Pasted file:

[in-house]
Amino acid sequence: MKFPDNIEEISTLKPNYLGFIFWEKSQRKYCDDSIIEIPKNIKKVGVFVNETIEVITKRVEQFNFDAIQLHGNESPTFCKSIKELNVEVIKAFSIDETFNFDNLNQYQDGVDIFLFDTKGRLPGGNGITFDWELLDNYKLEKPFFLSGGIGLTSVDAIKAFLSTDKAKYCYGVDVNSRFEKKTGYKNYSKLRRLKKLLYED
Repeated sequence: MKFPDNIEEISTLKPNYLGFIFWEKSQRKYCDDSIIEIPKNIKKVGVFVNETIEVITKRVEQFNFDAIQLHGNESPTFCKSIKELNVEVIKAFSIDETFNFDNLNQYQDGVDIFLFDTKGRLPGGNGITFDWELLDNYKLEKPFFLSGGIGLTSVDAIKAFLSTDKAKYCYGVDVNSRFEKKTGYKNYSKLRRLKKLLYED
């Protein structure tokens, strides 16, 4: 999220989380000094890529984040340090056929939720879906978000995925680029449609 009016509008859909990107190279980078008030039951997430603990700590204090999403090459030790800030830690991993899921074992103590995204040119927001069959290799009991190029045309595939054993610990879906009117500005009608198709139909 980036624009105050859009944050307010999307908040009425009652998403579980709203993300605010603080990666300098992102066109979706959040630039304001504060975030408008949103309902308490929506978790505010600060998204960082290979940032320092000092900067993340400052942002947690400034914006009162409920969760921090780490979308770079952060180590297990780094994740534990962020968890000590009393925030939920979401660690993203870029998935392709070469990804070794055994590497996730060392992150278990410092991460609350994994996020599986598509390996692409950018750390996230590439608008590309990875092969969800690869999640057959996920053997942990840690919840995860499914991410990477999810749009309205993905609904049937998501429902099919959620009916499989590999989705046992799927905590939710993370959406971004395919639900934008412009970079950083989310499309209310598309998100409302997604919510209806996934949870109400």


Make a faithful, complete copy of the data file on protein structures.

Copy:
[in-house]
Amino acid sequence: MKFPDNIEEISTLKPNYLGFIFWEKSQRKYCDDSIIEIPKNIKKVGVFVNETIEVITKRVEQFNFDAIQLHGNESPTFCKSIKELNVEVIKAFSIDETFNFDNLNQYQDGVDIFLFDTKGRLPGGNGITFDWELLDNYKLEKPFFLSGGIGLTSVDAIKAFLSTDKAKYCYGVDVNSRFEKKTGYKNYSKLRRLKKLLYED
Repeated sequence: MKFPDNIEEISTLKPNYLGFIFWEKSQRKYCDDSIIEIPKNIKKVGVFVNETIEVITKRVEQFNFDAIQLHGNESPTFCKSIKELNVEVIKAFSIDETFNFDNLNQYQDGVDIFLFDTKGRLPGGNGITFDWELLDNYKLEKPFFLSGGIGLTSVDAIKAFLSTDKAKYCYGVDVNSRFEKKTGYKNYSKLRRLKKLLYED
């Protein structure tokens, strides 16, 4: 999220989380000094890529984040340090056929939720879906978000995925680029449609 009016509008859909990107190279980078008030039951997430603990700590204090999403090459030790800030830690991993899921074992103590995204040119927001069959290799009991190029045309595939054993610990879906009117500005009608198709139909 980036624009105050859009944050307010999307908040009425009652998403579980709203993300605010603080990666300098992102066109979706959040630039304001504060975030408008949103309902308490929506978790505010600060998204960082290979940032320092000092900067993340400052942002947690400034914006009162409920969760921090780490979308770079952060180590297990780094994740534990962020968890000590009393925030939920979401660690993203870029998935392709070469990804070794055994590497996730060392992150278990410092991460609350994994996020599986598509390996692409950018750390996230590439608008590309990875092969969800690869999640057959996920053997942990840690919840995860499914991410990477999810749009309205993905609904049937998501429902099919959620009916499989590999989705046992799927905590939710993370959406971004395919639900934008412009970079950083989310499309209310598309998100409302997604919510209806996934949870109400």